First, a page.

I completed my undergraduate degrees in Pharmacology and Law at Otago. As part of my undergraduate program, I undertook a Supervised Research Paper with Professor Nicola Peart which I found to be both challenging and incredibly fulfilling. My time working on the undergraduate paper was the catalyst for my decision to undertake a Master’s degree and pursue a full year of research.
I thoroughly enjoyed reading for my LLM at Otago. It was an easy choice: the support from the Law Faculty has always been generous; Dunedin is a great place to live and adventure from; and my supervisor was the Director of the New Zealand Law Foundation Centre for Law and Policy in Emerging Technologies. Under the supervision of Associate Professor Colin Gavaghan, I completed my thesis on the laws of privacy and consent in biobanking in New Zealand.
As an emerging and rapidly evolving field, quite a bit of research has been undertaken into the different aspects of large-scale biobanking. However, this type of population database remains fraught with significant ethical, legal and social implications that few countries have successfully overcome.
My background research involved a close look at the traditional ethical standards of research that biobanking challenges, such as the established and widely-accepted norms of privacy and informed consent. My thesis examined the current privacy and consent laws in New Zealand and the adequacy of these laws to protect the interests of biobank participants. My particular focus on New Zealand law also took into consideration the obligation of the Crown to protect Maori interests and I discussed how these obligations may impact on future policy involving genetic material in biobanking.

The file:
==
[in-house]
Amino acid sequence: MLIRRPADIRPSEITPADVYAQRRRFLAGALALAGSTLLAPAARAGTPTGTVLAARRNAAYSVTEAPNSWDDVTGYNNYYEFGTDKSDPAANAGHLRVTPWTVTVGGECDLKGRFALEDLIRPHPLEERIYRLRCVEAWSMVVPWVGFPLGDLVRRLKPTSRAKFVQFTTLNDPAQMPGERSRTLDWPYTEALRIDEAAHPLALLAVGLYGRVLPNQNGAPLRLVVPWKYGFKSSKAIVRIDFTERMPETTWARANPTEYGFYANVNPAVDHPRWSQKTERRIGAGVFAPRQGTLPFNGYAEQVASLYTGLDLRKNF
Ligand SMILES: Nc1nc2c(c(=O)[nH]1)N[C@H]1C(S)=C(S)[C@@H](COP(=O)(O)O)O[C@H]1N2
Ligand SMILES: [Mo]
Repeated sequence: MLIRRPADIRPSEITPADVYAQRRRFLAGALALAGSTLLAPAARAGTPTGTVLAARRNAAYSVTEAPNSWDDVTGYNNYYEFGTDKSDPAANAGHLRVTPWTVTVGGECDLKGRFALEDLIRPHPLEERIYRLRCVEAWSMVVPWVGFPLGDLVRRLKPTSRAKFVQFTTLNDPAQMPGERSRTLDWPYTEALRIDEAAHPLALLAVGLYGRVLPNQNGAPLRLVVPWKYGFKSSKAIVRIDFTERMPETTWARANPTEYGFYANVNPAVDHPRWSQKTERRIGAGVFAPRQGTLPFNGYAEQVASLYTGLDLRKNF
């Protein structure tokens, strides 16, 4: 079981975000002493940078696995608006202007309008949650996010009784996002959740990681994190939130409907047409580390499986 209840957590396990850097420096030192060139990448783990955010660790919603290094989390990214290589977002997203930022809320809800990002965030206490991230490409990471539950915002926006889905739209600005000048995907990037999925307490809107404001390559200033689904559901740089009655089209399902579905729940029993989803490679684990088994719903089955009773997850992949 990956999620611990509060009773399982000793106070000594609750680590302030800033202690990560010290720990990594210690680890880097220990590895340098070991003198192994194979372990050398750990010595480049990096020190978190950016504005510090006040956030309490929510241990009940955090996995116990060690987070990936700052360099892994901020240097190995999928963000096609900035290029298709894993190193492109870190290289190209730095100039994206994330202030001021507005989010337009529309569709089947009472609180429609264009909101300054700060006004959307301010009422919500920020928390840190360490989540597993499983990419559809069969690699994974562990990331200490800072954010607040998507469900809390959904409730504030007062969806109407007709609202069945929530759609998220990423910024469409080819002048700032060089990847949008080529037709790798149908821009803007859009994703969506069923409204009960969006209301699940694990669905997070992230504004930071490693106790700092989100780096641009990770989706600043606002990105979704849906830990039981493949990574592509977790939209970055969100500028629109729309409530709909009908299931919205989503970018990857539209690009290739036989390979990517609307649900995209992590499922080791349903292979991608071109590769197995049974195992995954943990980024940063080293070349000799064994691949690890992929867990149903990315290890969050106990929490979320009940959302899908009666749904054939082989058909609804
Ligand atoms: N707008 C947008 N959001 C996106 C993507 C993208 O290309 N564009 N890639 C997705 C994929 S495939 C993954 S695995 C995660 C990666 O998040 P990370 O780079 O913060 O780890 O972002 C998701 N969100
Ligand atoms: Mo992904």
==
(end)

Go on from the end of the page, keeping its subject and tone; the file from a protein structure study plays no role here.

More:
During the year, I experienced loss in my family and also planned a wedding — both stressful times that challenged my priorities and left me doubtful of my plans. However, I received much encouragement from Colin and Jess Palmer, the Postgrad Coordinator, who were very supportive and accommodating of my needs. My LLM experience was a challenging but an immensely fulfilling one and I am thankful for the many skills I have learned.